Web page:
Works of Mercy for the Year of Mercy

The genesis of this book was inspired by a set of talks that Father Benedict J. Groeschel C.F.R., gave several years ago in the Diocese of Manchester, NH. At the time while researching material for a project I was working on I came across an advertisement for the talks and found both the title and topic striking. The topic seemed to fit Father Benedict’s lifetime of working among the poor and raising money to help their plight. I approached him, shortly after listening to the tapes and asked him to consider doing a book version. He liked the idea but was reluctant to pursue the project alone due to the shortage of time available to work on it.

Unwilling to let go of the project, I approached another friend of the poor, Bishop Robert J. Baker of the Diocese of Charleston. I knew that Bishop Baker’s priestly ministry had been devoted to finding Christ in the poor and with a wealth of experience he had in this area that if I could join his thoughts with Fr. Groeschel’ s we would have a book that would be of great benefit to the rest of us. After approaching Bishop Baker with my request he agreed and then Father Benedict agreed to collaborate on this book.

While the Bishop and Father Benedict were working on the written text of the book I came across a stunning work of iconography one day while visiting an Eastern Catholic church. On the back wall of the church was an icon of the Last Judgment taken from Matthew 25. I found that the great iconographer Mila Mina had written the icon. I immediately contacted Mila and asked if the icon might be used as an illustration for this book, her response was “anything to make the Gospel known!” Thanks to Mila and her son Father John Mina for allowing Joyce Duriga and David Renz to photograph the icon at Ascension of Our Lord Byzantine Catholic Church, Clairton, PA.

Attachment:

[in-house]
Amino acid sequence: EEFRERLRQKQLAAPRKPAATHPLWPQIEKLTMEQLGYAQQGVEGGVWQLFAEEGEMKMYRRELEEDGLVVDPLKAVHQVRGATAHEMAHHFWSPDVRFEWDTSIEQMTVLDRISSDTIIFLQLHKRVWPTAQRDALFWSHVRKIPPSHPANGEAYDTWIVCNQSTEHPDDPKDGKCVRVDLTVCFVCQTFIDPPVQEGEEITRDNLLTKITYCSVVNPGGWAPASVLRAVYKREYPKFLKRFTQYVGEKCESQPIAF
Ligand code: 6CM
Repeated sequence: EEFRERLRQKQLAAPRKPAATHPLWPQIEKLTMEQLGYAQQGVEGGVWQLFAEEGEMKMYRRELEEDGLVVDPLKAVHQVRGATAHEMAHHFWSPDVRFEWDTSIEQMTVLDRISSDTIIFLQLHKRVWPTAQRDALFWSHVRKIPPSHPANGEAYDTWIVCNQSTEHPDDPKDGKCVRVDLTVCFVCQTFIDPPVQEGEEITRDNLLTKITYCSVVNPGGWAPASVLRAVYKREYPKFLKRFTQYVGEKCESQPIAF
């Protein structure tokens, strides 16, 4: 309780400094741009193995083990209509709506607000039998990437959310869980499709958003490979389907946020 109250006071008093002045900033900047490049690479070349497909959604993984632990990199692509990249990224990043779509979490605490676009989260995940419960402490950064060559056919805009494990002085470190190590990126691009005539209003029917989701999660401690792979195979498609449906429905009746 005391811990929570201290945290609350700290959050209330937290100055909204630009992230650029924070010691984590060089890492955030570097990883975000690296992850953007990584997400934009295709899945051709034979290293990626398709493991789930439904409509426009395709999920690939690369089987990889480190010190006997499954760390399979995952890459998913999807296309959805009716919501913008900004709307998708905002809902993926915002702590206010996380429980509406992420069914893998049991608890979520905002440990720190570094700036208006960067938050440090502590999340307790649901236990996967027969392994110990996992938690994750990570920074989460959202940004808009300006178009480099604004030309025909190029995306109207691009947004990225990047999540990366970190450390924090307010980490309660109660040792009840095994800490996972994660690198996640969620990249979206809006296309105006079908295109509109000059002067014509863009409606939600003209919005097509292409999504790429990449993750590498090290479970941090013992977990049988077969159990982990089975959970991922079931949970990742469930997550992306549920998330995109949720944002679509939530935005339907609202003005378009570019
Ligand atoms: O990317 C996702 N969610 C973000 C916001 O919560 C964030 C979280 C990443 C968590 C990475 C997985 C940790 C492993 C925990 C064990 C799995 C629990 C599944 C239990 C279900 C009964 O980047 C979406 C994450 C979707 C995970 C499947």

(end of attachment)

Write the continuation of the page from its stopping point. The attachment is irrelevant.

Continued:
Fr. Groeschel has written the introductory text that begins each section as well as the final “What Should I Do?” at the end of the book, and Bishop Baker has written the individual meditations and prayers contained in each of the six sections.

While this book was being written, Father Benedict was involved in a horrific accident that nearly took his life. At the time of the accident the text he was working on was in his suitcase. He had just finished the introduction to “When I was a stranger…” as you read over the text for that section you might sense that he was having a premonition of what was about to happen in his life-where he would soon be in an emergency room under the care of doctors, nurses and as well as his family and religious community.

You will find that this book provides you with keys to finding Our Lord in the poor, and to overcoming the fears and obstacles (represented by the seven deadly sins in each section) that prevent you from responding to His call.

Michael Dubruiel Interview

You can listen to an interview program with Michael Dubruiel about his book, The Power of the Cross. The interview is with Kris McGregor of KVSS radio.

Episode 4 –

The Cross of Christ unites…

– Michael discusses:

Day 15 – How We Worship Day

16 – How We See Jesus Day

17 – How We Forgive Day

18 – Law and Love Day

19 – Our Lives Day

20 – Our Priorities

Day 21 – How We See Ourselves

You can find out more about The Power of the Cross here, including a free download of the book.

Going to a Catholic Mass

Michael Dubruiel wrote a book to help people deepen their experience of the Mass.  He titled it, How to Get the Most Out of the Eucharist.  You can read about it here. 

How to Get the Most Out of the Eucharist gives you nine concrete steps to help you join your own sacrifice to the sacrifice of Christ as you:

  • Serve: Obey the command that Jesus gave to his disciples at the first Eucharist.
  • Adore: Put aside anything that seems to rival God in importance.
  • Confess: Believe in God’s power to make up for your weaknesses.
  • Respond” Answer in gesture, word, and song in unity with the Body of Christ.
  • Incline: Listen with your whole being to the Word of God.